My own relationship with Dusty Springfield tailed off a bit
in the late Sixties and early Seventies, only to be rekindled by a chance encounter
with her in a second hand shop in 1979.

The minute both of my sisters had married and left home our radio
was re-tuned to the Light Programme (as it was then) before you could say ‘Easy
Listening’. Plus the record player had gone too. Even the weekly flirtation
with the Top Twenty run down featured less and less Dusty which should have
been a clue as to where she was heading, despite having had four very
successful television series between 1966 and 1969.

Revisiting old clips, once you get past the HRH Princess
Anne empire line fashion tips, and take in the array of guests ( Tom Jones,
Jimmy Hendrix etc) that turned up just to sing with her you do wonder what evil
quirk of programming also lined Dusty up with Spike Milligan and Warren
Mitchell and a spirited rendition of ‘Cock-eyed Optimist’. Why would you do
that unless it was thought that too much soul wasn’t good for you?

I wondered that too in 1979, having come once more face to
face with Dusty after all those years. Only this time she wasn’t a panda eyed
Mod Princess. She was a tatty album titled ‘A Girl Called Dusty’ which was so
warped I had to stick coins on the business end of the record arm to stop it
bouncing. Still punk was over, Bowie had gone AWOL, Blondie had gone disco and until
that moment I thought Dusty had gone Greatest Hits on me. Yet here was track
after track of amazing covers from a singer last seen doing ‘hits from the
musicals’. Three Bacharach / David compositions and a Carole King, to name but
four and Dusty and I were bosom buddies again. Why I wondered wasn’t Dusty
Springfield buffed, cherished and loved as our very own Aretha Franklin?

The real wonder of this album (later re-mastered and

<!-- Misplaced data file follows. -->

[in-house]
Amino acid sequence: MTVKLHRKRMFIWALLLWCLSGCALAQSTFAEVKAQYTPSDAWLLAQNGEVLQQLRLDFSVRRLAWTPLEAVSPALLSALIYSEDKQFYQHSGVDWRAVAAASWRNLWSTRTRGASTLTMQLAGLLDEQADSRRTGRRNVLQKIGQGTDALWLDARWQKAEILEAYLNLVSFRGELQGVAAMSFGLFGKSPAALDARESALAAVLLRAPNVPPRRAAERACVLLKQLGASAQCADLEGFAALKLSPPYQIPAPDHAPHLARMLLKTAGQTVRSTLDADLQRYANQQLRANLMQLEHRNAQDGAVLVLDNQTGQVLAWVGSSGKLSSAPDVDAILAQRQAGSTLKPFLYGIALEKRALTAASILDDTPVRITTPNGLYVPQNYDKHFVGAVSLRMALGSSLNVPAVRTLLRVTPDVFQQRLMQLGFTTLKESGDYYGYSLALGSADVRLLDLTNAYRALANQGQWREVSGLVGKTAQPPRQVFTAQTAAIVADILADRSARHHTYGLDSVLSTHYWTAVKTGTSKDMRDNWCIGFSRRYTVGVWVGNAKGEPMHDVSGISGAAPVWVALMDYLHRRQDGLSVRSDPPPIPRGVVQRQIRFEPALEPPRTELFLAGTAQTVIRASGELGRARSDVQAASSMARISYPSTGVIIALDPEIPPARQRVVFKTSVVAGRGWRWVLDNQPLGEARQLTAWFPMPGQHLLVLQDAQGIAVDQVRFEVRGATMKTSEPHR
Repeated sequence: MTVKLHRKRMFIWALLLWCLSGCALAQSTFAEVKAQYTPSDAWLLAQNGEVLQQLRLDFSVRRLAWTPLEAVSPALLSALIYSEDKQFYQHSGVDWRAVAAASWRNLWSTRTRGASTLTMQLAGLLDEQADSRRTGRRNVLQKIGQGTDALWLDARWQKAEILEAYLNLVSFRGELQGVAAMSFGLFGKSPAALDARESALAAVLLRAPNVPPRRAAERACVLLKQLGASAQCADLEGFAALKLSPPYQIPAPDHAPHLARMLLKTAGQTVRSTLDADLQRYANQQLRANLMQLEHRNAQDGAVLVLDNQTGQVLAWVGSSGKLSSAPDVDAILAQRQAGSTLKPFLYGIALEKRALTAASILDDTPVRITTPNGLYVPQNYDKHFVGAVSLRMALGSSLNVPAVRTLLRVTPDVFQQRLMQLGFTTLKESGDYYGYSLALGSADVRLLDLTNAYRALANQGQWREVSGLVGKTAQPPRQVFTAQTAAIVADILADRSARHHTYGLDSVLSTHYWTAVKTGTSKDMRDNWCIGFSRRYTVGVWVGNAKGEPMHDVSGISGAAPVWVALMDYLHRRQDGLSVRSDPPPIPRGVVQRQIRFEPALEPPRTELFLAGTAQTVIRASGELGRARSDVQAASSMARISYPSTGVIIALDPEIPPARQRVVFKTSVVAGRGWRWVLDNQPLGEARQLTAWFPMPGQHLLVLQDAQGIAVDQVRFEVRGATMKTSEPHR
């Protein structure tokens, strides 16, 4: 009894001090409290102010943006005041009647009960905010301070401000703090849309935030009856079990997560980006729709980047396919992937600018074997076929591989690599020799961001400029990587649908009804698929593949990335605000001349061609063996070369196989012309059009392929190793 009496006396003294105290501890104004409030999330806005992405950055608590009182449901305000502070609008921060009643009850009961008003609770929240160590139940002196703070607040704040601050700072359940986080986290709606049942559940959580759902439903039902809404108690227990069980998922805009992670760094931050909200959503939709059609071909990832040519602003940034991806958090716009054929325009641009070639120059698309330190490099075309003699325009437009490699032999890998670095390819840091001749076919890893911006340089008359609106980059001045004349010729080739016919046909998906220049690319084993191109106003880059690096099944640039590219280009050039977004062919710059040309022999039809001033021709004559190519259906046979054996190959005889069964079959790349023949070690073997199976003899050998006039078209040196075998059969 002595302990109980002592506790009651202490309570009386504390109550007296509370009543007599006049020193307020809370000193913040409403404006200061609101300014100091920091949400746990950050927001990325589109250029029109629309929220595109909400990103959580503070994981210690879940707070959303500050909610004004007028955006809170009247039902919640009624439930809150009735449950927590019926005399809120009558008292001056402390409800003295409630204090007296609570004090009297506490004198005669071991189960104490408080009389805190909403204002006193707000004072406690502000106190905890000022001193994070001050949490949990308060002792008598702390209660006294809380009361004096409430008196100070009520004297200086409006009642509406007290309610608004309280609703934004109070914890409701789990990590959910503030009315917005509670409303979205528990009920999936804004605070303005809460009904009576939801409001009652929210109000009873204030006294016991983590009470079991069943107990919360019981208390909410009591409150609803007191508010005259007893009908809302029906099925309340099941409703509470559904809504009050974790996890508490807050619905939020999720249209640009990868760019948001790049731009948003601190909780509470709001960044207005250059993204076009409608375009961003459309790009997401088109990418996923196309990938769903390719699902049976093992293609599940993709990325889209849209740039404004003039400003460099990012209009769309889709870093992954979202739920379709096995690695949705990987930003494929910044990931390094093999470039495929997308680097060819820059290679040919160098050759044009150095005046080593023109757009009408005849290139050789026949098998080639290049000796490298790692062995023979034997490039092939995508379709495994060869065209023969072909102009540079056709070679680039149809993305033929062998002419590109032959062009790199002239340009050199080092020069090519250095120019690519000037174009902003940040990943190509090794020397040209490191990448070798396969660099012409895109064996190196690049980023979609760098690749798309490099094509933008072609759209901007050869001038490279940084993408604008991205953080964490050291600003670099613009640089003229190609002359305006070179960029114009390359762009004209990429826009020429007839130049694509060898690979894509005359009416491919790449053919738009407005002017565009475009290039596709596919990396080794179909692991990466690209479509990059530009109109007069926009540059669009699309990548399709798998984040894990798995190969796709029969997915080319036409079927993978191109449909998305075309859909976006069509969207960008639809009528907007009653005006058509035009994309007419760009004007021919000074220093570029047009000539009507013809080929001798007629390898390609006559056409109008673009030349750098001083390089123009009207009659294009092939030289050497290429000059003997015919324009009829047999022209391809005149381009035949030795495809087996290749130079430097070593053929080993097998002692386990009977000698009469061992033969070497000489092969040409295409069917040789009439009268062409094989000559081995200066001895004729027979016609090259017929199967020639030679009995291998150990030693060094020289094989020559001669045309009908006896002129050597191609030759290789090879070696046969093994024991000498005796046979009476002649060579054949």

extended) is not only the breadth of music covered (‘You Don’t Own Me’ to ‘When
The Love Light Starts…
’) but that Dusty stamps an authority on each track that
in many cases puts her version beyond the reach of the originals.

Now whether Dionne Warwick really did say of ‘Anyone Who Had
a Heart,’ that, ‘the others recorded it but I sang it,’ I don’t know. However play
the two together and you’ll see the difference. Dionne sang it like it was a
hic-cup and she’d live to fight another day. Then listen to Dusty. There is a
girl who has been devastated and betrayed beyond belief.

Gene Pitney may have only been twenty four hours from Tulsa
when he lost his heart to a road-side diner floosie, but you get the impression
she had bigger breasts than the girl he was only a day away from or did
something sexual the girl back home wouldn’t do. Dusty’s voice on the other
hand echoes the full shock of her whole life being turned upside down by one
careless moment of longing. Anybody male or female hearing that voice would
have begged borrowed or stolen anything with wheels and an engine and driven
off to bring her safely home. So why didn’t we?

Click link in post to hear ‘When The Love Light Starts…’

Tomorrow – ‘The Curse of the Big Number’.